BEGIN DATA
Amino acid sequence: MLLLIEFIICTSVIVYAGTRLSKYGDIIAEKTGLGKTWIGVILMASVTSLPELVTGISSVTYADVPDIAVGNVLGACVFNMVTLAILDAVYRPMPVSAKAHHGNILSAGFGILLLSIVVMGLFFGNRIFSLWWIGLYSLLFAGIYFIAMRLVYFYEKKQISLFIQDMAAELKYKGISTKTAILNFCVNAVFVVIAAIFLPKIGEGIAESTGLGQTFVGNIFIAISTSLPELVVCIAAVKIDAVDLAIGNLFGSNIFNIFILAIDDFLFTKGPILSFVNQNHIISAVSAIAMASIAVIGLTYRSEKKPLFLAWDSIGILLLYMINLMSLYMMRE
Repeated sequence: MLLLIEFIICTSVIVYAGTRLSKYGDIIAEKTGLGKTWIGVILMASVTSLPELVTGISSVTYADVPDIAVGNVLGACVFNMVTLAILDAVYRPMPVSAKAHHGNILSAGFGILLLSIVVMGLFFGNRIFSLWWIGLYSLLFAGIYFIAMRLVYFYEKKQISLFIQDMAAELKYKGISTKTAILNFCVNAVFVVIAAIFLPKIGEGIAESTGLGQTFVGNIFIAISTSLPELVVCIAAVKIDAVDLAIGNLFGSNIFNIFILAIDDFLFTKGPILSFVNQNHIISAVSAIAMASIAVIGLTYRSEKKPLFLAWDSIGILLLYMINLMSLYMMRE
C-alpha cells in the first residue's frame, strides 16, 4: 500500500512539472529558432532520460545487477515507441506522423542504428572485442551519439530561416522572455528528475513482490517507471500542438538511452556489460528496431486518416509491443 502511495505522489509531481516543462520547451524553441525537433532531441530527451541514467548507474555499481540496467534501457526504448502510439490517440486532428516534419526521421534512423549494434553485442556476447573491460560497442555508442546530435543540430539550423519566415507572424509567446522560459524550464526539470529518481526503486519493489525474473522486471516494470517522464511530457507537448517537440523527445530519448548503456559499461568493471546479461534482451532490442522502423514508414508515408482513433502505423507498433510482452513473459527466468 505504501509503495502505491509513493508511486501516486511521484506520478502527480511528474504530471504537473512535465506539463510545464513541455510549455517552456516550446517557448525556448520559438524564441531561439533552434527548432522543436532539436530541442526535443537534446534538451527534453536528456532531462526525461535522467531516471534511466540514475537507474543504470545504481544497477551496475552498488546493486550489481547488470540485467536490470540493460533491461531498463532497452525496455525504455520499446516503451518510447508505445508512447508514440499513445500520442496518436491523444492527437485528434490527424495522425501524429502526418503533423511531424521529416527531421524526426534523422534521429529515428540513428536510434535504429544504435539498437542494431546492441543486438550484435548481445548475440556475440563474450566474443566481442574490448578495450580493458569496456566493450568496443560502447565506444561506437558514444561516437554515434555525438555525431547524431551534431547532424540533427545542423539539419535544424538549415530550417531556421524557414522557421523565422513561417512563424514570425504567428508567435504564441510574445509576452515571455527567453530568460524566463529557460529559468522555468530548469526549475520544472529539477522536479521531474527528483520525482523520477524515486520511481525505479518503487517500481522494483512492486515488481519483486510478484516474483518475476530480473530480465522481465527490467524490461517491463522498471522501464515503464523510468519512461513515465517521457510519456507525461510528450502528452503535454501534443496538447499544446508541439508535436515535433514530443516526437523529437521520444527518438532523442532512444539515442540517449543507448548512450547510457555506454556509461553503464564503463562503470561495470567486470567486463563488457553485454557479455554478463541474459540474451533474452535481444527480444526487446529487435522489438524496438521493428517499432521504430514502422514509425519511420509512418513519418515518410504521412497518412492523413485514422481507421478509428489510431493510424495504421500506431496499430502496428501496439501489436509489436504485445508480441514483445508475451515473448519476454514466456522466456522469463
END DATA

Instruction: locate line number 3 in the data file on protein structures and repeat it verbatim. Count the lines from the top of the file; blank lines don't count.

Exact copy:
C-alpha cells in the first residue's frame, strides 16, 4: 500500500512539472529558432532520460545487477515507441506522423542504428572485442551519439530561416522572455528528475513482490517507471500542438538511452556489460528496431486518416509491443 502511495505522489509531481516543462520547451524553441525537433532531441530527451541514467548507474555499481540496467534501457526504448502510439490517440486532428516534419526521421534512423549494434553485442556476447573491460560497442555508442546530435543540430539550423519566415507572424509567446522560459524550464526539470529518481526503486519493489525474473522486471516494470517522464511530457507537448517537440523527445530519448548503456559499461568493471546479461534482451532490442522502423514508414508515408482513433502505423507498433510482452513473459527466468 505504501509503495502505491509513493508511486501516486511521484506520478502527480511528474504530471504537473512535465506539463510545464513541455510549455517552456516550446517557448525556448520559438524564441531561439533552434527548432522543436532539436530541442526535443537534446534538451527534453536528456532531462526525461535522467531516471534511466540514475537507474543504470545504481544497477551496475552498488546493486550489481547488470540485467536490470540493460533491461531498463532497452525496455525504455520499446516503451518510447508505445508512447508514440499513445500520442496518436491523444492527437485528434490527424495522425501524429502526418503533423511531424521529416527531421524526426534523422534521429529515428540513428536510434535504429544504435539498437542494431546492441543486438550484435548481445548475440556475440563474450566474443566481442574490448578495450580493458569496456566493450568496443560502447565506444561506437558514444561516437554515434555525438555525431547524431551534431547532424540533427545542423539539419535544424538549415530550417531556421524557414522557421523565422513561417512563424514570425504567428508567435504564441510574445509576452515571455527567453530568460524566463529557460529559468522555468530548469526549475520544472529539477522536479521531474527528483520525482523520477524515486520511481525505479518503487517500481522494483512492486515488481519483486510478484516474483518475476530480473530480465522481465527490467524490461517491463522498471522501464515503464523510468519512461513515465517521457510519456507525461510528450502528452503535454501534443496538447499544446508541439508535436515535433514530443516526437523529437521520444527518438532523442532512444539515442540517449543507448548512450547510457555506454556509461553503464564503463562503470561495470567486470567486463563488457553485454557479455554478463541474459540474451533474452535481444527480444526487446529487435522489438524496438521493428517499432521504430514502422514509425519511420509512418513519418515518410504521412497518412492523413485514422481507421478509428489510431493510424495504421500506431496499430502496428501496439501489436509489436504485445508480441514483445508475451515473448519476454514466456522466456522469463